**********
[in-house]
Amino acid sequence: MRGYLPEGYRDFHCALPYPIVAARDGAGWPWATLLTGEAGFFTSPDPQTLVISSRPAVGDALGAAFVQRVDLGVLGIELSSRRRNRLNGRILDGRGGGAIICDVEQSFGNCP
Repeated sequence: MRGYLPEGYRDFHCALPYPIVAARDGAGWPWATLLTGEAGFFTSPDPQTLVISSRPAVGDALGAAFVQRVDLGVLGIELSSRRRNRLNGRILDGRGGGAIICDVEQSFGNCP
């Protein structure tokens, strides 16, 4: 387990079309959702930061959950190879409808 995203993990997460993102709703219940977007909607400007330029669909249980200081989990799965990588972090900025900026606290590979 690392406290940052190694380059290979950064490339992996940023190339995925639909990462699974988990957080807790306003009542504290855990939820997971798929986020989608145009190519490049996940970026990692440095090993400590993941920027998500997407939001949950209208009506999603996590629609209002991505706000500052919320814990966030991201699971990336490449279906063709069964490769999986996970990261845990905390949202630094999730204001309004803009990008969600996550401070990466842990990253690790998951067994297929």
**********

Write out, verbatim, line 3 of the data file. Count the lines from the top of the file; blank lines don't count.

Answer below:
Repeated sequence: MRGYLPEGYRDFHCALPYPIVAARDGAGWPWATLLTGEAGFFTSPDPQTLVISSRPAVGDALGAAFVQRVDLGVLGIELSSRRRNRLNGRILDGRGGGAIICDVEQSFGNCP